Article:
Albert Kellogg (December 6, 1813 – March 31, 1887 ) was an American physician and the first resident botanist of California. He was a founding member of the California Academy of Sciences and served as its first curator of botany. Kellogg was a prolific writer and an accomplished illustrator of botanical specimens. In 1882, he published "The Forest Trees of California", the first scientific account of the state's diverse forest species.
|Born||December 6, 1813|
New Hartford, Connecticut
|Died||March 31, 1887|
Albert Kellogg was born in New Hartford, Connecticut, on December 6, 1813, the son of Isaac and Aurilla Barney, prosperous farmers with a long family history in New England. After receiving a basic education in the local village schools, Kellogg was placed with a prominent physician in Middletown, Connecticut, in preparation for a medical career. Ill health forced him to return to the family farm where he spent time exploring the nearby woods and collecting herbs. He never fully recovered his health but eventually moved to the South in hopes that the milder climate would help. He studied medicine at the Medical College of South Carolina and at Transylvania University in Lexington, Kentucky, where he graduated with a medical degree.
Kellogg practiced medicine in Kentucky, Georgia, and Alabama, while taking every opportunity to explore the vegetation of the region and collect botanical specimens. On one of his journeys, in 1845, he traveled as far as San Antonio, Texas. After returning to New England in 1848, he moved to California with a group of men who were eager to join the gold rush. They purchased a schooner and sailed through the Straits of Magellan, reaching Sacramento in August, 1849.
Kellogg worked for the Connecticut Mining and Trading Company in Sacramento and the nearby mining regions for the next three or four years. He later settled in San Francisco where he opened a pharmacy and practiced medicine to a limited extent. These endeavors were not very successful, for as one biographer noted, he "was almost too much engrossed with hunting and working over new plants to patiently wait upon customers." Kellogg focused most of his time and energy on his botanical interests. In 1852, he undertook the first detailed and systematic study of the giant redwood (Sequoiadendron giganteum) but did not publish it until 1855, two years after John Lindley published his article on the tree.
On 4 April 1853, Kellogg was one of seven men to meet and form the California Academy of Sciences. Their stated goal was the promotion of natural science in the new state of California. Kellogg was devoted to the organization from its beginning and served in various administrative roles including vice-president, librarian, curator, and museum director. He was the Academy’s first curator of botany and enthusiastically encouraged members and visitors to bring him plant specimens for identification and study.
At a meeting on 1 August 1853, Kellogg proposed "that we highly approve of the aid of females in every department of natural history, and that we earnestly invite their cooperation." His motion was approved and the Academy became one of the first institutions in the world to recognize and encourage the ability of women in the scientific and intellectual sphere. Katherine Brandegee and Alice Eastwood were two women botanists who were later hired as curators for the Academy.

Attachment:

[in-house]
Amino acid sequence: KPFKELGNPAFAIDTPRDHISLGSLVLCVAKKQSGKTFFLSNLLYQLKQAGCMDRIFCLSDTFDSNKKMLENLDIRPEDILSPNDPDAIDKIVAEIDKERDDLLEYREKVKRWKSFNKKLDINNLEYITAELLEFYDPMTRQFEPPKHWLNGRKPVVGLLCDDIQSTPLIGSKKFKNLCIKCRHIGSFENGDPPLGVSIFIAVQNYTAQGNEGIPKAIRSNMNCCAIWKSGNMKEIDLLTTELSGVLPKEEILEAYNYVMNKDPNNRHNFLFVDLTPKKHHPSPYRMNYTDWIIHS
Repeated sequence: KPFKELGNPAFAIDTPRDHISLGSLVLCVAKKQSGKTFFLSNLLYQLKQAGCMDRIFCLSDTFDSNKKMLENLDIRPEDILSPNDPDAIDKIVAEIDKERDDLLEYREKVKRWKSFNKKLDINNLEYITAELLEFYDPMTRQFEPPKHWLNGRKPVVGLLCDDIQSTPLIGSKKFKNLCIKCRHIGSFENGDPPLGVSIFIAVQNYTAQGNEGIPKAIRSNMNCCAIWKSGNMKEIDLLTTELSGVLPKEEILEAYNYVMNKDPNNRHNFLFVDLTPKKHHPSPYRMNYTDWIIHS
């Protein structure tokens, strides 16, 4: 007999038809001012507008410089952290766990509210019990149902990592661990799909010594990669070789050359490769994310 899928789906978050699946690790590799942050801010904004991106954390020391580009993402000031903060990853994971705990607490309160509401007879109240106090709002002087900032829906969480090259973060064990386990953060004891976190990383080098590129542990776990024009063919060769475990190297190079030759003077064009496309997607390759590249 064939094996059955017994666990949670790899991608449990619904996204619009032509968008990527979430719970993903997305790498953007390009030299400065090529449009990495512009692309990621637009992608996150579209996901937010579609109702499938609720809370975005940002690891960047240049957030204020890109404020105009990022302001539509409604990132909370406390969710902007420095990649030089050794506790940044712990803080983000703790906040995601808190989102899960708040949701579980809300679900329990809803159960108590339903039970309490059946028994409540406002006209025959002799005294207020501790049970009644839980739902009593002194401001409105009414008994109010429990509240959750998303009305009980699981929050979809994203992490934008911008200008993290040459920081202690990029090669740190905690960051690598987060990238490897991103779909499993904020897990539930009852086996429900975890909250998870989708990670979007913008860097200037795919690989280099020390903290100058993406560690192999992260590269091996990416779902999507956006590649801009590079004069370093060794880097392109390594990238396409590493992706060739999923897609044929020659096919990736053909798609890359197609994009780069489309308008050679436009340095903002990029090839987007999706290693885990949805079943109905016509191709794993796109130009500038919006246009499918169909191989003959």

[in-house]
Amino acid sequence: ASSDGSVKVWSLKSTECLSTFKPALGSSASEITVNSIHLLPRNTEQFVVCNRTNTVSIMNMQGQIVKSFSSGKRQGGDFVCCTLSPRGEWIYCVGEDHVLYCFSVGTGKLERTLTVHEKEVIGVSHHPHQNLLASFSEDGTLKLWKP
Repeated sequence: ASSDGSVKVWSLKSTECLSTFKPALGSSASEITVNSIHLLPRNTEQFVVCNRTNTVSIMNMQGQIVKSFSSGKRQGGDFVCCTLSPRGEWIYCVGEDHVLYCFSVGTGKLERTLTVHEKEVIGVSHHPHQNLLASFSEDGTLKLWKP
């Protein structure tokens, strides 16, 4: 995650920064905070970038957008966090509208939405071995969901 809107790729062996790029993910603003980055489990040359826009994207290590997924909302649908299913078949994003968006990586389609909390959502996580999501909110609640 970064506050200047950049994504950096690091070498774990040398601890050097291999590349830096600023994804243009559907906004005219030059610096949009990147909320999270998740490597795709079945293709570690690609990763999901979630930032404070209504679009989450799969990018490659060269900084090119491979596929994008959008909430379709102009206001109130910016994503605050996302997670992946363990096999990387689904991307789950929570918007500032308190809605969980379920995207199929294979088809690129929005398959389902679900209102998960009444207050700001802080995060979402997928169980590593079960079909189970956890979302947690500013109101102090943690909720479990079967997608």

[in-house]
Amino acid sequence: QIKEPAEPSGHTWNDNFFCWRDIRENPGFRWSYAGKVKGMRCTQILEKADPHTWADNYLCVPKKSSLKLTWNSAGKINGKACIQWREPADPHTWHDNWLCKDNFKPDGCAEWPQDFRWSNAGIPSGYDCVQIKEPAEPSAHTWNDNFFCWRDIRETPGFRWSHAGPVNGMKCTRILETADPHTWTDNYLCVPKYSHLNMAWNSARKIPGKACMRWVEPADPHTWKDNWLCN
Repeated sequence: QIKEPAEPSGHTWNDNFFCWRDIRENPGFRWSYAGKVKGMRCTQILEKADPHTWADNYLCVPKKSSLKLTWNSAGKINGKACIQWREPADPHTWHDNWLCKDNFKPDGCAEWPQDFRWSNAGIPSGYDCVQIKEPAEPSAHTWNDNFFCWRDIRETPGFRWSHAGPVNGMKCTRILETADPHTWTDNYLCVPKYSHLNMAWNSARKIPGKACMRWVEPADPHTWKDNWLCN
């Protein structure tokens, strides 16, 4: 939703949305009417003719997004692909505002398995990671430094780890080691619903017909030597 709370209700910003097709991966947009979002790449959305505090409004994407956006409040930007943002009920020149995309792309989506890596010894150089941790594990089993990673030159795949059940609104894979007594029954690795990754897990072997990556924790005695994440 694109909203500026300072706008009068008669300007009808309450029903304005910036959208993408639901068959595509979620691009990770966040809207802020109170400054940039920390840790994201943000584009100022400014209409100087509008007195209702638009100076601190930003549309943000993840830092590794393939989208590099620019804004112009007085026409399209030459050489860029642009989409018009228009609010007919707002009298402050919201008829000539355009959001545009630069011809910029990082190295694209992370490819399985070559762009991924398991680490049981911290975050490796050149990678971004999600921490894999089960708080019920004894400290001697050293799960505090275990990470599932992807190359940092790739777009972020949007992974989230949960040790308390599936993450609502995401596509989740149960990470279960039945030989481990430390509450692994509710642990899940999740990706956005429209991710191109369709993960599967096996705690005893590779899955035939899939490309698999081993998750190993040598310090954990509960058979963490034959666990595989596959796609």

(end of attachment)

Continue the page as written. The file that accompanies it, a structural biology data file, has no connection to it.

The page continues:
Kellogg was hired as botanist and surgeon by the United States Coast Survey for an expedition to Alaska in 1867, the year the territory was purchased. There he collected almost five hundred species of plants in triplicate and sent those collections to the Smithsonian Institution, the Academy of Natural Sciences in Philadelphia, and the California Academy of Sciences. He also made a careful study of coastal tree species.
Kellogg wrote numerous papers on California plants and published them in the official Academy publications as well as local newspapers and magazines. He was an accomplished artist and many of his papers were accompanied by his illustrations. Kellogg’s publications resulted in the initial descriptions of several plant genera and 215 species. In 1882, he published "The Forest Trees of California", the first scientific account of the state's remarkable forests.
Kellogg was the last surviving charter member of the Academy. He remained active in its affairs until his death on March 31, 1887, in Alameda, California.
- Greene 1887-1889
- Science 1987
- Humphrey 1961
- T. H. Hittell as quoted in Daniel, 2008
- Daniel 2008
- Ewan 1981
- Albert Kellogg and Edward L. Greene (1889). Illustrations of West American Oaks. Bosqui Engraving and Printing Co./Hathi Trust. Retrieved 20 January 2015.
- Daniel, Thomas F. (2008). "One Hundred and Fifty Years of Botany at the California Academy of Sciences (1853–2003)" (PDF). Proceedings of the California Academy of Sciences. 59 (7): 215–305.
- Ewan, Joseph (1981). "Kellogg, Albert". Dictionary of Scientific Biography. 15. New York: Scribner. p. 285.
- Greene, E. L. (1887). "Biographical Notice of Dr. Albert Kellogg". Pittonia. s. 1–2, 1887–1892: 145–151.
- Humphrey, Harry Baker (1961). Makers of North American Botany. New York: Ronald Press Company. pp. 139–141.
- Shor, Elizabeth Noble (2000). "Kellogg, Albert". American National Biography. Oxford University Press. doi:10.1093/anb/9780198606697.article.1300901.
- "Kellogg, Albert (1813-1887)". JSTOR Global Plants. ITHAKA.
- S, R. E. J. (22 April 1887). "Death of Dr. Albert Kellogg". Science. 9 (220): 391–392. Bibcode:1887Sci.....9..391R. doi:10.1126/science.ns-9.220.391. JSTOR 1764420. PMID 17731955.